Barack Obama, Bashar al-Assad, Frédéric Chopin, John Kerry, one can expect anything, Pablo Picasso, Syria, Vladimir Putin
On Thursday, I went to Montreal to share lunch with a friend of many years. She had come from Ottawa and I, from Sherbrooke. Our friendship dates back to the year I studied in Montreal. We did, of course, discuss the weather and spent an hour or so shopping. But we then found a café and simply talked. We discussed Pauline Marois, the current “separatist” premier of Quebec. I told my friend that a few months ago Pauline Marois had hired someone to identify the wrongs currently inflicted on Quebec by Ottawa. My comment put an end to that part of the conversation. We laughed. However, I have since read that Pauline Marois and Justin Trudeau, the leader of the Liberal Party of Canada, “may have just buried” separatism.
We went on to speak about Syria. We were both delighted that an “off-the-cuff” remark by US Secretary of State John Kerry (born 11 November 1943) had led Russian President Vladimir Putin (born 7 October 1952) to call on President Bashar al-Assad (born 11 September 1965) to put his chemical weapons under international control and to destroy them. There is an end to this intervention, which is its main but very real virtue. President Bashar al-Assad has warned that “after a strike, one can expect anything.”
President Barack Obama (born 4 August 1961) has been described as “ambivalent” by CNN’s Gloria Borger. Given the events of the 2000s: two wars, a huge debt, not to mention the loss of life and limbs, one can understand why President Obama is a reticent warrior. Had there been a strike on Syria, the US would have led an international coalition and no one would have entered Syria, a sovereign country. Yet, a strike is dangerous. President Assad has warned that “after a strike, one can expect anything.”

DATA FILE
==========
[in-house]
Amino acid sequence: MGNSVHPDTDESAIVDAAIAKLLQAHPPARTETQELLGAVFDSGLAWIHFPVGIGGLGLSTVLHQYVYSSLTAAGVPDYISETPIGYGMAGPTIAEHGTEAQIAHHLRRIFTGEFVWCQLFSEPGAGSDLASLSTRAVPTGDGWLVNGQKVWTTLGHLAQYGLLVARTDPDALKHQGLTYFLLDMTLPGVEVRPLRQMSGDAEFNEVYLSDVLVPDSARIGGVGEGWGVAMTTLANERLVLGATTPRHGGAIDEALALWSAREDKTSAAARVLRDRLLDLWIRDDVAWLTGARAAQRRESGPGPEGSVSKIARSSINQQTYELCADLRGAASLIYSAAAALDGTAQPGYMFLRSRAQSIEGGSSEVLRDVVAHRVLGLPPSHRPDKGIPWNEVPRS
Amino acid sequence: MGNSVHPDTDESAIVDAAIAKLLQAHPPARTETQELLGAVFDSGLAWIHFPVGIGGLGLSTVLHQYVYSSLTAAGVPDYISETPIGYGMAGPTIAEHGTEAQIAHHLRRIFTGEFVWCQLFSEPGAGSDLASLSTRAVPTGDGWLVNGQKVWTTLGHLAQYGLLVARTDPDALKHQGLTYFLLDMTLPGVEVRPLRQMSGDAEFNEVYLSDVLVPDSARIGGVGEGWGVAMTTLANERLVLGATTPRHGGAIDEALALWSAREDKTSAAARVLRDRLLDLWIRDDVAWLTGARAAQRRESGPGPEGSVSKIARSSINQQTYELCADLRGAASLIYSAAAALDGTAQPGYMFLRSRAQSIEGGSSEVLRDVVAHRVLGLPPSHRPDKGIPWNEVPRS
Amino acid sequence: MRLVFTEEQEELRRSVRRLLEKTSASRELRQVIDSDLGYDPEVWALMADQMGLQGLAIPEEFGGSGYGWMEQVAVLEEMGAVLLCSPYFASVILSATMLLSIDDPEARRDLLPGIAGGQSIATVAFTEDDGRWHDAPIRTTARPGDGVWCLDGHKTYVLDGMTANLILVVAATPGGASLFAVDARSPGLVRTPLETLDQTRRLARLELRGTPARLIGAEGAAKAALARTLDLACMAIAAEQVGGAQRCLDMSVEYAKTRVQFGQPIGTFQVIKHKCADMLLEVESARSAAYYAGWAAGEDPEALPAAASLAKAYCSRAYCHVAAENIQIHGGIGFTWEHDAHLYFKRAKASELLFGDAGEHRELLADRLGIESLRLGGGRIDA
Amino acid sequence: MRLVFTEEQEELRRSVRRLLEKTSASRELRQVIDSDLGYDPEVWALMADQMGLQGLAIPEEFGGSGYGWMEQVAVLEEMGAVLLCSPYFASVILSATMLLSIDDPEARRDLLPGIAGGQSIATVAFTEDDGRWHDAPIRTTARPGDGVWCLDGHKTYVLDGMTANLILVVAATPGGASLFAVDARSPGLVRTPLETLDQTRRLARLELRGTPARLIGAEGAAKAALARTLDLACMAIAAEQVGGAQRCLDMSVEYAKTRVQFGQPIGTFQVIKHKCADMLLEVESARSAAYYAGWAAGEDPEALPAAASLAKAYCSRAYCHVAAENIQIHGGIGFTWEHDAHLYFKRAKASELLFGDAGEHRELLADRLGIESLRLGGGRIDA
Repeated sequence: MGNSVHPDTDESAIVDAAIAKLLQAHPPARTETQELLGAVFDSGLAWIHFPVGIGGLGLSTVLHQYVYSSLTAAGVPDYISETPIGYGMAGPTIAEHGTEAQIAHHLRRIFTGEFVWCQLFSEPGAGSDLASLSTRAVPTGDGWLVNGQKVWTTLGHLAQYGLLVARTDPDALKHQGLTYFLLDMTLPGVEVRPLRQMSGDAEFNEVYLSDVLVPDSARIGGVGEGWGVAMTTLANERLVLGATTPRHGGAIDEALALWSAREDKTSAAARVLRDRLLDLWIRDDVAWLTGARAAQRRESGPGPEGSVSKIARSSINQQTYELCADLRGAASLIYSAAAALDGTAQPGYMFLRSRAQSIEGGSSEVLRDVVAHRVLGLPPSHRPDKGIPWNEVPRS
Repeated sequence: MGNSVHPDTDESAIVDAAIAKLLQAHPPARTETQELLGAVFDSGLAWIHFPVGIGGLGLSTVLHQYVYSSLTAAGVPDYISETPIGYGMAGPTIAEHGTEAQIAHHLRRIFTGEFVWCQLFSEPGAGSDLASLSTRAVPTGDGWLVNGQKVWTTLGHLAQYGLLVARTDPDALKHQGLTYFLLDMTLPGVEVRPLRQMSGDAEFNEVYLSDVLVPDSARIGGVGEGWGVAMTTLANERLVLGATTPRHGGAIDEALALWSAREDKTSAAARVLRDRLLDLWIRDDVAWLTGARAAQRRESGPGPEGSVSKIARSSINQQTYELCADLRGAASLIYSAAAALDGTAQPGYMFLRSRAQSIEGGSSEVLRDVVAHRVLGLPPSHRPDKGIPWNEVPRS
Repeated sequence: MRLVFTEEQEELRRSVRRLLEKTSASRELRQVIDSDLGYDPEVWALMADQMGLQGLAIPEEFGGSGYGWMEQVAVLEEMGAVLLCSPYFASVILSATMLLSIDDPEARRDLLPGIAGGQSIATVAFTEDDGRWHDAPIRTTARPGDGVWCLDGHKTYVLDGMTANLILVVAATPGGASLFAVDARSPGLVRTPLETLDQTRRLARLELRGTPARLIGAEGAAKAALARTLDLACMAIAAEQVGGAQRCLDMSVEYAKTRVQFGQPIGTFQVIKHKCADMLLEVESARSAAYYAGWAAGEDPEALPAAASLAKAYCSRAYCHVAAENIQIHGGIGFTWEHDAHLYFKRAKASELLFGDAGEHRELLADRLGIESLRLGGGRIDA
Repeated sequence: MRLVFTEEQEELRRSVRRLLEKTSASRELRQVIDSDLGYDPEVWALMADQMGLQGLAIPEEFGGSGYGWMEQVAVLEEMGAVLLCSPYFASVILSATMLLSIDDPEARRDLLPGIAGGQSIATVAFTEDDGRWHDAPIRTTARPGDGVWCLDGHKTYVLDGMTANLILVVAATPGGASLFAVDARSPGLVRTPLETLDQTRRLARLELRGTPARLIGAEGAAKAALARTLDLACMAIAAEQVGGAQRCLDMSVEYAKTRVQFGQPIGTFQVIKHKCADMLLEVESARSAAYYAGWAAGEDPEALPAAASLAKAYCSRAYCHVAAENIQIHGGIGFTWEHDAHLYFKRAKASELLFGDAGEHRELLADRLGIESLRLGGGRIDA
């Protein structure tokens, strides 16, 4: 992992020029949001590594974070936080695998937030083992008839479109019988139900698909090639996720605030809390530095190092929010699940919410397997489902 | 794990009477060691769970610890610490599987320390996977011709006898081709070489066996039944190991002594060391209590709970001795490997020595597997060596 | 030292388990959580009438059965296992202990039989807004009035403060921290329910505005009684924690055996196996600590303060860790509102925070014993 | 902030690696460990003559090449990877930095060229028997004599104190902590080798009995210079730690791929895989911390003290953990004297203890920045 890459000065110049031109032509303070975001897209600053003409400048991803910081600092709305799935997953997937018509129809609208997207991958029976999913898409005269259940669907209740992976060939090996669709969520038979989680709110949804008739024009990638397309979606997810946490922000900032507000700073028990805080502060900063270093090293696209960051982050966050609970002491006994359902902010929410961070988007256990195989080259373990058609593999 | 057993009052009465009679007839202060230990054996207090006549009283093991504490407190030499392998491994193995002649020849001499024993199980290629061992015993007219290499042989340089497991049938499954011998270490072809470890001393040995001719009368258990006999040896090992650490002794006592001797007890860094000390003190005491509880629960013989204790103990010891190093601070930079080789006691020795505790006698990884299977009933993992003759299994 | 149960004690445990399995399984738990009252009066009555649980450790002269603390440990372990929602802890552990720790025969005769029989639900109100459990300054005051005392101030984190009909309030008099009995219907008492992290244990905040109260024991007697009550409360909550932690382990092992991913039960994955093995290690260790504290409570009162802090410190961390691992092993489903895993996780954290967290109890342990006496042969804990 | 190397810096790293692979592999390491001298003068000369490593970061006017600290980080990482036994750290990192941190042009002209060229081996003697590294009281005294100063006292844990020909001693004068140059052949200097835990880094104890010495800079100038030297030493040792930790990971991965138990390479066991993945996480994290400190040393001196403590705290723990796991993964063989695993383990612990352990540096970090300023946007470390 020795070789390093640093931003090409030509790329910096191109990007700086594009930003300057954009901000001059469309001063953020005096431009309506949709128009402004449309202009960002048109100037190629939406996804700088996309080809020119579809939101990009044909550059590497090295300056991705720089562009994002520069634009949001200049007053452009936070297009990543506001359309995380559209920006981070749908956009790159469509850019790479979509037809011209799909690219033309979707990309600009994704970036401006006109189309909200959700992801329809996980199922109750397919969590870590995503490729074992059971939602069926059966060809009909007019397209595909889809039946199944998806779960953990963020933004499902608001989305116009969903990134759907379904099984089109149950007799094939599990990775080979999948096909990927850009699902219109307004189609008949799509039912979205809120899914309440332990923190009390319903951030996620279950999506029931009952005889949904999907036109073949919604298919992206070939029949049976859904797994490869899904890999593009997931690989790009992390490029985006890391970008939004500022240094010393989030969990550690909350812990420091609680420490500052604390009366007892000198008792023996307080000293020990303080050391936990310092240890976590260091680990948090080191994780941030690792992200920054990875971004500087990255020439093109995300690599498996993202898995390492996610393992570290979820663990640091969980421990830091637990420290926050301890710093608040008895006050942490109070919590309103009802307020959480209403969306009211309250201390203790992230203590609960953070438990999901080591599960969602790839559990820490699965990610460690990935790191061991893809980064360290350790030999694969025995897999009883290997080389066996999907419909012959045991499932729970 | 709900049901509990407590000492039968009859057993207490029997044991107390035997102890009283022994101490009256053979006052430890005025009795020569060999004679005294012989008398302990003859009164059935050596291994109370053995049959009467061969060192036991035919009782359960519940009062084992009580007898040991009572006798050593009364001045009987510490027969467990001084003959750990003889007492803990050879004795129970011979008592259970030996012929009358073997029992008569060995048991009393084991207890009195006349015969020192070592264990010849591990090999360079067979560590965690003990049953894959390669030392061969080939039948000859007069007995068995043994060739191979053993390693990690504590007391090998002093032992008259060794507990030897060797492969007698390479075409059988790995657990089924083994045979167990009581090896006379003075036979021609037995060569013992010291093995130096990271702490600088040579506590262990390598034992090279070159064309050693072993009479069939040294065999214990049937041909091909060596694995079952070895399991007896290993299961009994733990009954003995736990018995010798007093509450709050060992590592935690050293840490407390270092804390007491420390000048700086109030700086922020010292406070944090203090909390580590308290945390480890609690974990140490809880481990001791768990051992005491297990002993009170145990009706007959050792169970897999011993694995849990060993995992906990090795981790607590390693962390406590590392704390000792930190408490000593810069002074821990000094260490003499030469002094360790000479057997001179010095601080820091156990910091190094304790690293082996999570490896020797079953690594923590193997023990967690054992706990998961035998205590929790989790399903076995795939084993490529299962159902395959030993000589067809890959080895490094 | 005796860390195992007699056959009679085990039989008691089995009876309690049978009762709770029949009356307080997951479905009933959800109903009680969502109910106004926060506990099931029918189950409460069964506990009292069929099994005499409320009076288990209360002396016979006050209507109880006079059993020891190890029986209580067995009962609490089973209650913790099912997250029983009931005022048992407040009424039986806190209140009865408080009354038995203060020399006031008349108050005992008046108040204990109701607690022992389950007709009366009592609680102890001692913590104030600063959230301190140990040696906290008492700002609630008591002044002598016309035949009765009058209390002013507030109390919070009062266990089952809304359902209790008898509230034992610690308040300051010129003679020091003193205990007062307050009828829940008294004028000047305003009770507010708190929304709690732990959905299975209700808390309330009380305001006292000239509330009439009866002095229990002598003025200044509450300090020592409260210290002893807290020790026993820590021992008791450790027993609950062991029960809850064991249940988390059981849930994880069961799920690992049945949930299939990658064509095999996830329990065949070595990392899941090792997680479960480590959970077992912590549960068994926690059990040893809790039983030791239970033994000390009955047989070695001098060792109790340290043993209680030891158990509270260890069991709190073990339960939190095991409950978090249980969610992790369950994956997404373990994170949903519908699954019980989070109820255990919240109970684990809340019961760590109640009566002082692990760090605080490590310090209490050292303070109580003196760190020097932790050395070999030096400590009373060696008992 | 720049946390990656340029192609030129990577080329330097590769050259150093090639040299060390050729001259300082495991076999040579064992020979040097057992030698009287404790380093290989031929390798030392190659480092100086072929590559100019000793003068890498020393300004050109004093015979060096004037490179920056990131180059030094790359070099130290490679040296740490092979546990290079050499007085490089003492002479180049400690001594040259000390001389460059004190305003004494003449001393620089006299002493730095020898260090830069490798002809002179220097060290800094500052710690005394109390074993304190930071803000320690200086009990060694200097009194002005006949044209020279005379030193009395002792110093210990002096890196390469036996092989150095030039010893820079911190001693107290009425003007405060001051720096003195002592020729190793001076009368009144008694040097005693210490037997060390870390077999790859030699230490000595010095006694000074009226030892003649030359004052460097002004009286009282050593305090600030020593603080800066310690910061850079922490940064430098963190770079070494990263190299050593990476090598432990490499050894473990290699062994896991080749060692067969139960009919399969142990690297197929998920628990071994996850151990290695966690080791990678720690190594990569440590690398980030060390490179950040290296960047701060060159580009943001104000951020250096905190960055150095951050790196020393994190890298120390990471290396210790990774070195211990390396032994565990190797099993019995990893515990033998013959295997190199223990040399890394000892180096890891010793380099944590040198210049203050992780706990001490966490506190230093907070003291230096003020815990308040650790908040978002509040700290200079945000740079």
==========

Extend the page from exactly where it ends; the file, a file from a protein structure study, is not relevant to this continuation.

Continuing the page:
Portrait of Olga, 1920 (Photo credit: Wikipaintings)
The use of chemical weapons, i.e. weapons of mass destruction, is prohibited under international law. Yet, on 21 August 2013, the Assad regime allowed 1,429 Syrians, including more than 400 children to be gassed to death. Can the international community simply stand by? Assad committed a crime and may have done so to draw the United States into a conflict with Syria and, possibly, with Russia. I would prefer to dismiss the idea of a setup, but I suspect political wranglings on a larger rather than smaller scale.Mother and Child, 1922 and Portrait of Olga reading, 1920 (Photo credit: Wikipaintings)
Despite its debt, the United States remains a “superpower” and it has a formidable arsenal. But it is a weary superpower and, by and large, US citizens oppose any action that could lead to yet another war. Consequently, President Obama had been seeking the support of Congress and that of his nation before entering into a military engagement: a strike. But there has now been an agreement. Russia has called on Syria to put its chemical weapons under international control and to destroy them and Syria has agreed to do as President Putin proposed. So why is President Putin entertaining the thought of a possible strike?